Functional magnetic resonance imaging studies in attention-deficit/hyperactivity disorder (ADHD) revealed fronto-striato-parietal dysfunctions during tasks of inhibition and attention. However, it is unclear whether task-dissociated dysfunctions exist and to what extent they may be influenced by age and by long-term stimulant medication use.Objective
To conduct a meta-analysis of functional magnetic resonance imaging studies in ADHD during inhibition and attention tasks, exploring age and long-term stimulant medication use effects.Data Sources
PubMed, ScienceDirect, Web of Knowledge, Google Scholar, and Scopus databases were searched up to May 2012 for meta-analyses. Meta-regression methods explored age and long-term stimulant medication use effects.Study Selection
Twenty-one data sets were included for inhibition (287 patients with ADHD and 320 control subjects), and 13 data sets were included for attention (171 patients with ADHD and 178 control subjects).Data Extraction
Peak coordinates of clusters of significant group differences, as well as demographic, clinical, and methodological variables, were extracted for each study or were obtained from the authors.Data Synthesis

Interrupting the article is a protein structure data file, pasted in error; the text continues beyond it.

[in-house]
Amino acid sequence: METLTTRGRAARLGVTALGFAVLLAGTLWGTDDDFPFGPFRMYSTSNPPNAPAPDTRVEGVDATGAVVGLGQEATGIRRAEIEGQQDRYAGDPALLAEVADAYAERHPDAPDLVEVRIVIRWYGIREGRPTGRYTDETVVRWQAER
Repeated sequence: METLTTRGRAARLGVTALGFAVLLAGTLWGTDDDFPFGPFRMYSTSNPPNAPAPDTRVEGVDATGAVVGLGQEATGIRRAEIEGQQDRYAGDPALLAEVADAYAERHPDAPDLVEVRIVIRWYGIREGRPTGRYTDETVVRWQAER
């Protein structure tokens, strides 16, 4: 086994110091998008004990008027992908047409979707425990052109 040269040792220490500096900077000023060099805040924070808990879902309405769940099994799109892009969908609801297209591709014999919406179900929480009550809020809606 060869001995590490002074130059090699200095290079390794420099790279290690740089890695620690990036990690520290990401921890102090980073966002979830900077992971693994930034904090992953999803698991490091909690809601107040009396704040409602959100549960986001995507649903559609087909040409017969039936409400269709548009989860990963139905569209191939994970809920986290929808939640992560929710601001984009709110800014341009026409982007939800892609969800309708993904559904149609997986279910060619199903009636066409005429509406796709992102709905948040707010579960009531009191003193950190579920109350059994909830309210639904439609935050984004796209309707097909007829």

Patients with ADHD relative to controls showed reduced activation for inhibition in the right inferior frontal cortex, supplementary motor area, and anterior cingulate cortex, as well as striato-thalamic areas, and showed reduced activation for attention in the right dorsolateral prefrontal cortex, posterior basal ganglia, and thalamic and parietal regions. Furthermore, the meta-regression analysis for the attention domain showed that long-term stimulant medication use was associated with more similar right caudate activation relative to controls. Age effects could be analyzed only for the inhibition meta-analysis, showing that the supplementary motor area and basal ganglia were underactivated solely in children with ADHD relative to controls, while the inferior frontal cortex and thalamus were underactivated solely in adults with ADHD relative to controls.Conclusions
Patients with ADHD have consistent functional abnormalities in 2 distinct domain-dissociated right hemispheric fronto-basal ganglia networks, including the inferior frontal cortex, supplementary motor area, and anterior cingulate cortex for inhibition and dorsolateral prefrontal cortex, parietal, and cerebellar areas for attention. Furthermore, preliminary evidence suggests that long-term stimulant medication use may be associated with more normal activation in right caudate during the attention domain.